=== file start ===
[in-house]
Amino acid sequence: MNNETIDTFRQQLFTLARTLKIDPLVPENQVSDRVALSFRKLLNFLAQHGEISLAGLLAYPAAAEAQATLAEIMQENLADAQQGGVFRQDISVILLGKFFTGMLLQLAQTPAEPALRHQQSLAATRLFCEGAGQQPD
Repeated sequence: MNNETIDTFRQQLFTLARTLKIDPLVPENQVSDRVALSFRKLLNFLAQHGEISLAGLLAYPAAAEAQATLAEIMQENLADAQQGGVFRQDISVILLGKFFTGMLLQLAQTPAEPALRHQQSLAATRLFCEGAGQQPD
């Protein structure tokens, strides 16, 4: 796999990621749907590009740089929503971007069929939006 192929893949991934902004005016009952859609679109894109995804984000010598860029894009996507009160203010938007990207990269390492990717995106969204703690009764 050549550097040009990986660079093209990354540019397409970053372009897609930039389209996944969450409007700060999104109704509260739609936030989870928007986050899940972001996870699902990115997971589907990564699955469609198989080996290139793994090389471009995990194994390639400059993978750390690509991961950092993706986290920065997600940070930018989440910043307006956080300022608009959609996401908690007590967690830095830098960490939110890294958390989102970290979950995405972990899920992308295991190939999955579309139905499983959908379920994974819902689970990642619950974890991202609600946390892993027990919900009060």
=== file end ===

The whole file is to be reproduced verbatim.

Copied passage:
[in-house]
Amino acid sequence: MNNETIDTFRQQLFTLARTLKIDPLVPENQVSDRVALSFRKLLNFLAQHGEISLAGLLAYPAAAEAQATLAEIMQENLADAQQGGVFRQDISVILLGKFFTGMLLQLAQTPAEPALRHQQSLAATRLFCEGAGQQPD
Repeated sequence: MNNETIDTFRQQLFTLARTLKIDPLVPENQVSDRVALSFRKLLNFLAQHGEISLAGLLAYPAAAEAQATLAEIMQENLADAQQGGVFRQDISVILLGKFFTGMLLQLAQTPAEPALRHQQSLAATRLFCEGAGQQPD
């Protein structure tokens, strides 16, 4: 796999990621749907590009740089929503971007069929939006 192929893949991934902004005016009952859609679109894109995804984000010598860029894009996507009160203010938007990207990269390492990717995106969204703690009764 050549550097040009990986660079093209990354540019397409970053372009897609930039389209996944969450409007700060999104109704509260739609936030989870928007986050899940972001996870699902990115997971589907990564699955469609198989080996290139793994090389471009995990194994390639400059993978750390690509991961950092993706986290920065997600940070930018989440910043307006956080300022608009959609996401908690007590967690830095830098960490939110890294958390989102970290979950995405972990899920992308295991190939999955579309139905499983959908379920994974819902689970990642619950974890991202609600946390892993027990919900009060």